Besides, Christ was not proclaimed as the Messiah for the first time during His triumphal entry, but at His baptism. God the Father, not the people, publicly proclaimed Him to be the Messiah, "My beloved Son in whom I am well pleased" (Matthew 3:16-17).
Verse 26 continues explaining about the Messiah. He would be cut off—killed—sometime after the sixty-two weeks. Verse 27 tells us how long after: "in the middle of the [seventieth] week." Halfway through a literal week is three and a half days, prophetically three and a half years, which is how long His ministry lasted before He was crucified. That brings us to AD 31, when significantly, the Passover, Nisan 14, was on a Wednesday, literally the middle of a week! Good Friday and Easter cannot stand before these facts.
The prophecy says that the Messiah would be killed "not for Himself." How true! He died for the redemption of mankind in a completely selfless, sacrificial act. His crucifixion also brought an end to the need for further sacrifice and offering of animals (Hebrews 10:12—"He . . . offered one sacrifice for sins forever").
Christ and Antichrist
The remainder of verses 26 and 27 describe the Beast or the final Antichrist. It was the Roman people who destroyed Jerusalem in AD 70, and from the Roman Empire would rise the Antichrist. Gabriel predicts that from Jerusalem's fall until the end, wars and desolation would continue.
Protestants try to ascribe the covenant of verse 27 to the Antichrist because "he," they say, refers to "the prince who is to come." But this cannot be! Remember the poetic organization! The key is the word "many." It is literally "the many," and whenever it is used in the Old Testament, it refers to either the covenant people Israel or to the saints, that is, true believers. Jesus says in Matthew 26:28, "For this is My blood of the new covenant, which is shed for many for the remission of sins." Christ makes the covenant, not Antichrist!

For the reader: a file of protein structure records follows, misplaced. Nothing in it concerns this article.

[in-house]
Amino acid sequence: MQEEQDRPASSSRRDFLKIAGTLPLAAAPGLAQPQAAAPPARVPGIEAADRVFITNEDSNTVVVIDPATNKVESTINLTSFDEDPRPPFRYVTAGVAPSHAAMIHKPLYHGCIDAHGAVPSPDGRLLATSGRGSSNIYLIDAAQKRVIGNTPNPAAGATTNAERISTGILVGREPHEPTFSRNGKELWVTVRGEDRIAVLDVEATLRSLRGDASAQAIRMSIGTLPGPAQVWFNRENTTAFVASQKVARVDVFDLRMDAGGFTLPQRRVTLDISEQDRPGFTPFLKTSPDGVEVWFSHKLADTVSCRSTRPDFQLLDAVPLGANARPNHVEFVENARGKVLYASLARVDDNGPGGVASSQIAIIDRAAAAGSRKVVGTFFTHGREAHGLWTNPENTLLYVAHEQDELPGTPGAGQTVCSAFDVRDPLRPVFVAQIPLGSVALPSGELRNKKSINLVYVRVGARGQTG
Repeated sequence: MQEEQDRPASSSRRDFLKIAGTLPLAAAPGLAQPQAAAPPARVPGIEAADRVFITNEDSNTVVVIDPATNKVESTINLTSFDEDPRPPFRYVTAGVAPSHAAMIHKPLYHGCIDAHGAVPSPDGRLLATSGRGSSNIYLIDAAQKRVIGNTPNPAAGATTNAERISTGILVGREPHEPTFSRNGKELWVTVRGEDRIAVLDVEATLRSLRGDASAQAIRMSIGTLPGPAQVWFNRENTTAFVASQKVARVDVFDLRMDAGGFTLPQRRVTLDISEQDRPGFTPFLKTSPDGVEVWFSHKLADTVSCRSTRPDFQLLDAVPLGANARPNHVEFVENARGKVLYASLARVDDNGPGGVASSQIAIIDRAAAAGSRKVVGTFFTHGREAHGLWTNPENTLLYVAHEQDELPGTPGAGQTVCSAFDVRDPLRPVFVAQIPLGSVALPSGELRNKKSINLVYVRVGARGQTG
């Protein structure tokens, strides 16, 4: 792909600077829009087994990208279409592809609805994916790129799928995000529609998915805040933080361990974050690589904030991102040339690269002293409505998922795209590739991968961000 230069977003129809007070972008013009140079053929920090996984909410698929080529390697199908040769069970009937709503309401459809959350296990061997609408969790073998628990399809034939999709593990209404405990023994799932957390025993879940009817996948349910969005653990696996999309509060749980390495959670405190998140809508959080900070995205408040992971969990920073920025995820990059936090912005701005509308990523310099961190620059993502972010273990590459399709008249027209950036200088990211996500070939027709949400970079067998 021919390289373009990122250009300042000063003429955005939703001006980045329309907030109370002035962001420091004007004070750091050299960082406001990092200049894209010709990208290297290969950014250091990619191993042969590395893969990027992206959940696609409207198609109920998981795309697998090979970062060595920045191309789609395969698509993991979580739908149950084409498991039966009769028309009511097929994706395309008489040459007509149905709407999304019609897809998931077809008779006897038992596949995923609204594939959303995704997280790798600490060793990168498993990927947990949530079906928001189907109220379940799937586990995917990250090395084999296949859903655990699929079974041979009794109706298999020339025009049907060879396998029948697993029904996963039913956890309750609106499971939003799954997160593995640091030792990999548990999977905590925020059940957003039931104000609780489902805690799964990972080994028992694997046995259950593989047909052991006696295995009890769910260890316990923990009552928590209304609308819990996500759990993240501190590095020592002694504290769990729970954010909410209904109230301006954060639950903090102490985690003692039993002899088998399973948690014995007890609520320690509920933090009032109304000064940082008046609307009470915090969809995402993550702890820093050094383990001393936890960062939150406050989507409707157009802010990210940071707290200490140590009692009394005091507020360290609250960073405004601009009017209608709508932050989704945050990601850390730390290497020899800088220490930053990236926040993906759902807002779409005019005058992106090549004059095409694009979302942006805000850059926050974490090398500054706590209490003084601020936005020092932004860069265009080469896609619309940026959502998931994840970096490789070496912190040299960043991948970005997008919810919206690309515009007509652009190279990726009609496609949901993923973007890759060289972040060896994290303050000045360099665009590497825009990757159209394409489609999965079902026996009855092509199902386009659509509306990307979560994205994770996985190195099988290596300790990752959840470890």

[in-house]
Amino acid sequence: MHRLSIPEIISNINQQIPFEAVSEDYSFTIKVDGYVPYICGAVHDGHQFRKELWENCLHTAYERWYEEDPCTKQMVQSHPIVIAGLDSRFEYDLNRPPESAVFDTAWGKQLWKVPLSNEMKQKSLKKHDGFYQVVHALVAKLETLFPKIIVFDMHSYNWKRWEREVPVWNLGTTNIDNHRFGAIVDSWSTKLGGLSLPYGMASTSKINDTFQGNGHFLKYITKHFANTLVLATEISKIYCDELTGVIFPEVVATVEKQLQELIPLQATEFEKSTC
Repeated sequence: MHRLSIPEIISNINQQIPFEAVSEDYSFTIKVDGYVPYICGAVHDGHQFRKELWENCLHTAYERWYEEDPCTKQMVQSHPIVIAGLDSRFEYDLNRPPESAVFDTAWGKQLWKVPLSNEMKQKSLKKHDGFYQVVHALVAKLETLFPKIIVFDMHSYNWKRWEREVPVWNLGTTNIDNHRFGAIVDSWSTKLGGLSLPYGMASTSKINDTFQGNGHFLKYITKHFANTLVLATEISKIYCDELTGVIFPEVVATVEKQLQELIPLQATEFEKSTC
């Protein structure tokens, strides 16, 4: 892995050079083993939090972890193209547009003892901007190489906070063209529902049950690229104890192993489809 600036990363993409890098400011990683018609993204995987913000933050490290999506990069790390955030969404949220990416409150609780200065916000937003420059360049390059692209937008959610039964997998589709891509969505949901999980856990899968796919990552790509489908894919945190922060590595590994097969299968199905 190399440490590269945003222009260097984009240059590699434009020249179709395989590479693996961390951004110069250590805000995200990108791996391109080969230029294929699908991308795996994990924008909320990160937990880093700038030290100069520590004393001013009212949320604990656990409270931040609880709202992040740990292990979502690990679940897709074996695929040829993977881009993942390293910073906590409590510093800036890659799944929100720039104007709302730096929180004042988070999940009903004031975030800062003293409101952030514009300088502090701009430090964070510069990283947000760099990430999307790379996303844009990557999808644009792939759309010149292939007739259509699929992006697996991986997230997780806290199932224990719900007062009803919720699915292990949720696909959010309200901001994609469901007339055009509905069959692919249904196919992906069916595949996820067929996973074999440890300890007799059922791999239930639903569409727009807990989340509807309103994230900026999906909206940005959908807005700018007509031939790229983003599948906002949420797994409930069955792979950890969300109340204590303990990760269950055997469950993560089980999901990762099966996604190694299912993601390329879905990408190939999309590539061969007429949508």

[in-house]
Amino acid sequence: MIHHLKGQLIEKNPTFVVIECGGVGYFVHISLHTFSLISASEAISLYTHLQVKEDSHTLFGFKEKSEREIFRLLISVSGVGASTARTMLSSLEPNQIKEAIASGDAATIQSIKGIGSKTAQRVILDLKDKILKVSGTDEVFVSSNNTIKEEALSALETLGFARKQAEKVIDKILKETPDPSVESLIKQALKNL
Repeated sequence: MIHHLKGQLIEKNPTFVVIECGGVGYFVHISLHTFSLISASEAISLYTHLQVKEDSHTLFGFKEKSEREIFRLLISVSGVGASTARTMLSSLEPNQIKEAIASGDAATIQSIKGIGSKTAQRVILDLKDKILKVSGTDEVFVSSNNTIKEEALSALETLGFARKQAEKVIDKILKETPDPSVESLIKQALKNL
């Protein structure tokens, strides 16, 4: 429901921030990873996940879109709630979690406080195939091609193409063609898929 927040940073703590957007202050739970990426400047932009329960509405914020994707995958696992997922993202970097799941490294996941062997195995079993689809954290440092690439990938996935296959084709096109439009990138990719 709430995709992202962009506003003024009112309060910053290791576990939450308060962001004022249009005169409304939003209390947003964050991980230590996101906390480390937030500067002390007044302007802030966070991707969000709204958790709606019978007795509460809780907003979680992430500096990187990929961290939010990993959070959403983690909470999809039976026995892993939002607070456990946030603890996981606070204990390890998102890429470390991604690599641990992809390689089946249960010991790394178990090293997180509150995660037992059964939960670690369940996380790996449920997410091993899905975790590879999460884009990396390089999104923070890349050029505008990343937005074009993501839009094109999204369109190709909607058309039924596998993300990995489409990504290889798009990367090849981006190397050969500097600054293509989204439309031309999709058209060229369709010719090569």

Confirm means "strengthen" or "make firm"—almost to the point of being unbreakable. This helps substantiate its reference to the New Covenant, an everlasting covenant that strengthened the basic requirements of the Old Covenant. Significantly, when Christ in the Olivet Prophecy gives His disciples the signs of the end, He does not mention a covenant or treaty to be enacted between the Antichrist and the Jews, Christians, saints, or anyone! He does cite both of the events Gabriel mentions here: the destruction of Jerusalem in AD 70 (Matthew 24:2) and the abomination of desolation (verse 15).
What about the final three and a half years of the seventieth week? They have yet to be fulfilled, but Gabriel leaves us hanging regarding when they occur. He does not mention them. When could they be fulfilled?
- The seventieth week has been completely fulfilled by the three and a half year ministry of Christ. This seems to be the least likely of these options.
- Christ will complete His ministry in the first three and a half years after His return, before Satan is locked in the bottomless pit. But the Bible does not indicate that any time elapses between His return and Satan's binding in Revelation 19 and 20.
- They are the years of the Great Tribulation and the Day of the Lord, during which Christ will complete His ministry through the Two Witnesses and/or to the church in the Place of Safety. Again, this is only speculation—although Paul's training in Arabia may provide a precedent (Galatians 1:11-18).
What good is understanding this prophecy? First, on chronological grounds, it destroys three of false Christianity's holidays surrounding Jesus: Christmas, Good Friday, and Easter. Second, it puts Christ's ministry and the founding of the church in their proper historical context, helping explain and vindicate the Bible. Third, it enhances our understanding of prophecy, and helps us to watch for the correct world events as the end draws closer. Christ gave us the true signs of His coming, so we do not have to look for the false sign of Antichrist's treaty with the Jews.
As the crisis at the close of the age approaches, we can say with Daniel, reminiscent of Revelation 22:20: "O Lord, hear! O Lord, forgive! O Lord, listen and act! Do not delay for Your own sake, my God, for Your city and Your people are called by Your name!" (Daniel 9:19).
Seventy Weeks Prophecy
Decree and Year Leader(s) of Return Year of Messiah's Appearance
[Decree Year + 483 Years (7 days/week x 69 weeks)]
Significant Biblical Event Of Cyrus in
55 BC None Of Darius in
Work Resumed on Temple
37 BC None Of Artaxerxes I in
AD 27 Jesus' Baptism
Beginning of Christ's Ministry
Of Artaxerxes I in
AD 40 None